The Mist is a film almost entirely set within the confines of a small-town supermarket named Food Barn. A group of assorted locals are in the Food Barn when a thick mist envelops the town, and when it becomes clear that carnivorous monsters roam the grey and featureless world outside the residents become trapped without any sign of escape. Social order, even in microcosm, begins to collapse. Certain members of the group struggle for power, and the biggest threat to their safety rapidly escalates to becoming the other people rather than the monsters.

It is an incredible basis for a horror picture, since it essentially provides double the danger. Protagonist David Drayton cannot leave the store, because he will be in mortal peril. The longer he stays, however, the more likely it is that the situation inside will turn to violence and he will be in mortal peril anyway.

It is an approach that requires a high standard of actor, and thankfully Darabont brought an outstanding and hugely talented cast onboard to bring The Mist to life.

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In the lead role of artist David Drayton, Darabont cast Thomas Jane. Born Thomas Elliot III, Jane selected his stage name based on the Jain religion in India, where he made his first on-screen role in the film Padamati Sandhya Ragam. He subsequently developed a solid career playing key supporting roles in Hollywood movies, including The Crow: City of Angels (1996), Boogie Nights (1997), The Thin Red Line (1998) and Magnolia (1999). In 2004 he played the title role in the Jonathan Hensleigh action film The Punisher.

Regarding being cast as David Drayton, Jane said: ‘It was one of the rare, rare occasions that a great screenwriter like Frank Darabont just sends me a script out of the blue and says, “Read this, I want you to play the lead.” Y’know, me getting sent scripts and getting asked to read something and being told they want me to play the lead is nothing new. That happens a lot. But when it’s a script as good as The Mist and it’s Frank Darabont directing, that doesn’t happen often to me.’[7]

‘With any story,’ Jane said, ‘especially a horror story or genre story – you look for really well drawn characters that can take you through what could otherwise be just a paint-by-numbers exercise, which is what ninety nine per cent of genre movies are. The ones like The Mist, that invest in real characters and understand how to tell a story through characters, are the ones that succeed.’[8]

Drayton acts as a viewpoint for the audience, and he correspondingly appears in the overwhelming majority of scenes. He is also deliberately written as an ordinary person. He does not have specialist training, and he is not any more intelligent or educated than the average adult American. This presentation of a near-banal everyday person is a signature technique of Stephen King’s, since it helps to accentuate the manner in which supernatural or uncanny elements puncture the normal world. Such a character presents a challenge to many actors, however, since they tend to lack the quirks and distinctive elements upon which a performance may be developed. Thomas Jane does an outstanding job of portraying David. He does not simply feel ordinary; he feels real.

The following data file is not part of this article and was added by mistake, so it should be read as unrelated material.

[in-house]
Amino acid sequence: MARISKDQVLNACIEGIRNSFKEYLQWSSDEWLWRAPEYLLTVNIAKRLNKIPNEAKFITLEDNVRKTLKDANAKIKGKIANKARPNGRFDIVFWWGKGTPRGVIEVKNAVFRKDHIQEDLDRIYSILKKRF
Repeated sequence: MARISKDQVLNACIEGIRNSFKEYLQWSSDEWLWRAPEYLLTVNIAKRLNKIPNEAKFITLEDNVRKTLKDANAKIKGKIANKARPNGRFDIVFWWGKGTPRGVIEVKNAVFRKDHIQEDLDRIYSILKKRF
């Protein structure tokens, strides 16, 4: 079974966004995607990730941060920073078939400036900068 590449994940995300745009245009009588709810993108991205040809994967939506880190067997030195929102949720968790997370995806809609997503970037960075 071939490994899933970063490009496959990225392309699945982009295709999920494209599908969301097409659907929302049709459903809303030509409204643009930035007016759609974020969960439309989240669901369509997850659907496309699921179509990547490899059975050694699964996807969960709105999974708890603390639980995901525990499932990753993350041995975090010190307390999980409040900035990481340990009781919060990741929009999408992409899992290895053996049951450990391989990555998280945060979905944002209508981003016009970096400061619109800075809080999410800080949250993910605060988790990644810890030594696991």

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Laurie Holden plays Amanda Dumfries, a local school teacher trapped alongside David in the Food Barn. Holden had previously worked for Frank Darabont on The Majestic, and had also appeared in Fantastic Four (2005) and Silent Hill (2006). Between 1996 and 2002 she played the recurring role of Marita Covarrubius in the popular television drama The X-Files.

Andre Braugher plays Brent Norton, an arrogant out-of-town lawyer whose summer house is located next door to David’s home. Norton’s self-confident demeanour and paranoia that locals are treating him like a foolish outsider help to make him an early antagonist for David: while David witnesses the creatures that lurk inside the mist, Norton is the sceptical voice that refuses to believe such outlandish claims.

Like Thomas Jane, Braugher had established a lengthy career playing key supporting roles in American films. His past appearances included Glory (1989), Primal Fear (1996), City of Angels (1998) and Frequency (2000). From 1993 to 1998 he played the role of Detective Frank Pembleton in the widely acclaimed television drama Homicide: Life on the Street, for which he was award a Best Actor Emmy Award.

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The use of Norton as an early foe for David helps to obscure the film’s biggest threat: Mrs Carmody, an eccentric middle-aged woman and devout Christian played by Marcia Gay Harden. As the situation grows dire, Carmody begins to claim the mist and its inhabitants are a divine punishment by God, and that they herald the end of the world. As creatures begin to attack and people start to die, more and more people believe her deluded rantings.